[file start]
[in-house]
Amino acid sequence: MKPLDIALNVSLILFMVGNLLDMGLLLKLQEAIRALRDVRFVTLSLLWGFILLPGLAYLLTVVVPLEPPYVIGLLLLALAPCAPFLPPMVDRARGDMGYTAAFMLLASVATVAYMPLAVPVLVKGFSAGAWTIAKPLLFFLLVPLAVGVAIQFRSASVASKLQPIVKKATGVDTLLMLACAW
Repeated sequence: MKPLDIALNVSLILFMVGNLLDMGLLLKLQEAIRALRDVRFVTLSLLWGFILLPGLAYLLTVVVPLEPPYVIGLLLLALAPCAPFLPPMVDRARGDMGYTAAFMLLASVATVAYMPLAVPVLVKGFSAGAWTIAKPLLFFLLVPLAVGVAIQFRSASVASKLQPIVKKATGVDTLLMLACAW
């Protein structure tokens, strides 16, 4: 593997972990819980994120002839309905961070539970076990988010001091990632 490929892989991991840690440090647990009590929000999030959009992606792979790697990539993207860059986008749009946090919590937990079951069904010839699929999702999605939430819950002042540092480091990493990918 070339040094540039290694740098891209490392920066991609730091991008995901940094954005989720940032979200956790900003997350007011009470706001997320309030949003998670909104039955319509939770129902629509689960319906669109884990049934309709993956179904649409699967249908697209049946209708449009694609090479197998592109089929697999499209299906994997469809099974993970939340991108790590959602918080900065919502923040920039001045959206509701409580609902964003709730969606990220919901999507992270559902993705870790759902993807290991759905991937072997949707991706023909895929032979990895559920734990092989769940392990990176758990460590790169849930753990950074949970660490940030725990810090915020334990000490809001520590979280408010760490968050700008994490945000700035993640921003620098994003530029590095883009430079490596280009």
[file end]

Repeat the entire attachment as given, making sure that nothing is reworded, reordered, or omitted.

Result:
[in-house]
Amino acid sequence: MKPLDIALNVSLILFMVGNLLDMGLLLKLQEAIRALRDVRFVTLSLLWGFILLPGLAYLLTVVVPLEPPYVIGLLLLALAPCAPFLPPMVDRARGDMGYTAAFMLLASVATVAYMPLAVPVLVKGFSAGAWTIAKPLLFFLLVPLAVGVAIQFRSASVASKLQPIVKKATGVDTLLMLACAW
Repeated sequence: MKPLDIALNVSLILFMVGNLLDMGLLLKLQEAIRALRDVRFVTLSLLWGFILLPGLAYLLTVVVPLEPPYVIGLLLLALAPCAPFLPPMVDRARGDMGYTAAFMLLASVATVAYMPLAVPVLVKGFSAGAWTIAKPLLFFLLVPLAVGVAIQFRSASVASKLQPIVKKATGVDTLLMLACAW
């Protein structure tokens, strides 16, 4: 593997972990819980994120002839309905961070539970076990988010001091990632 490929892989991991840690440090647990009590929000999030959009992606792979790697990539993207860059986008749009946090919590937990079951069904010839699929999702999605939430819950002042540092480091990493990918 070339040094540039290694740098891209490392920066991609730091991008995901940094954005989720940032979200956790900003997350007011009470706001997320309030949003998670909104039955319509939770129902629509689960319906669109884990049934309709993956179904649409699967249908697209049946209708449009694609090479197998592109089929697999499209299906994997469809099974993970939340991108790590959602918080900065919502923040920039001045959206509701409580609902964003709730969606990220919901999507992270559902993705870790759902993807290991759905991937072997949707991706023909895929032979990895559920734990092989769940392990990176758990460590790169849930753990950074949970660490940030725990810090915020334990000490809001520590979280408010760490968050700008994490945000700035993640921003620098994003530029590095883009430079490596280009």